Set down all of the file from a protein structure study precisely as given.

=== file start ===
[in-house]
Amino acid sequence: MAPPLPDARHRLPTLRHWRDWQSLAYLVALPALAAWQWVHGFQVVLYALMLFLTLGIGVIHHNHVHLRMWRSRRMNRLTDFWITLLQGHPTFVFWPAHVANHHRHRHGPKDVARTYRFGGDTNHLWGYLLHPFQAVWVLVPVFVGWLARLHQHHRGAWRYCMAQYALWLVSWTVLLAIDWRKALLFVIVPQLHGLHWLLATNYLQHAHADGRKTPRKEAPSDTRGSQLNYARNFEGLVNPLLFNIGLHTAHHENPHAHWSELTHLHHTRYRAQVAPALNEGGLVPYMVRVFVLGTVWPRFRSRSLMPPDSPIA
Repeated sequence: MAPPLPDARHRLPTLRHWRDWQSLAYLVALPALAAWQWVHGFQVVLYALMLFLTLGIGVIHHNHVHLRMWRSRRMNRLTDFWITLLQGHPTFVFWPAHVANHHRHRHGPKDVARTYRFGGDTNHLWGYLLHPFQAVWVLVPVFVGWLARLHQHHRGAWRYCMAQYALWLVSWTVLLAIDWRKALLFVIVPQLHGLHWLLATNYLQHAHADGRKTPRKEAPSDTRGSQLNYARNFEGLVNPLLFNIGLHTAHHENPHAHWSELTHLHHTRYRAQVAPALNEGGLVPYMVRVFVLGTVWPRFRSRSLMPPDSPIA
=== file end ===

[in-house]
Amino acid sequence: MAPPLPDARHRLPTLRHWRDWQSLAYLVALPALAAWQWVHGFQVVLYALMLFLTLGIGVIHHNHVHLRMWRSRRMNRLTDFWITLLQGHPTFVFWPAHVANHHRHRHGPKDVARTYRFGGDTNHLWGYLLHPFQAVWVLVPVFVGWLARLHQHHRGAWRYCMAQYALWLVSWTVLLAIDWRKALLFVIVPQLHGLHWLLATNYLQHAHADGRKTPRKEAPSDTRGSQLNYARNFEGLVNPLLFNIGLHTAHHENPHAHWSELTHLHHTRYRAQVAPALNEGGLVPYMVRVFVLGTVWPRFRSRSLMPPDSPIA
Repeated sequence: MAPPLPDARHRLPTLRHWRDWQSLAYLVALPALAAWQWVHGFQVVLYALMLFLTLGIGVIHHNHVHLRMWRSRRMNRLTDFWITLLQGHPTFVFWPAHVANHHRHRHGPKDVARTYRFGGDTNHLWGYLLHPFQAVWVLVPVFVGWLARLHQHHRGAWRYCMAQYALWLVSWTVLLAIDWRKALLFVIVPQLHGLHWLLATNYLQHAHADGRKTPRKEAPSDTRGSQLNYARNFEGLVNPLLFNIGLHTAHHENPHAHWSELTHLHHTRYRAQVAPALNEGGLVPYMVRVFVLGTVWPRFRSRSLMPPDSPIA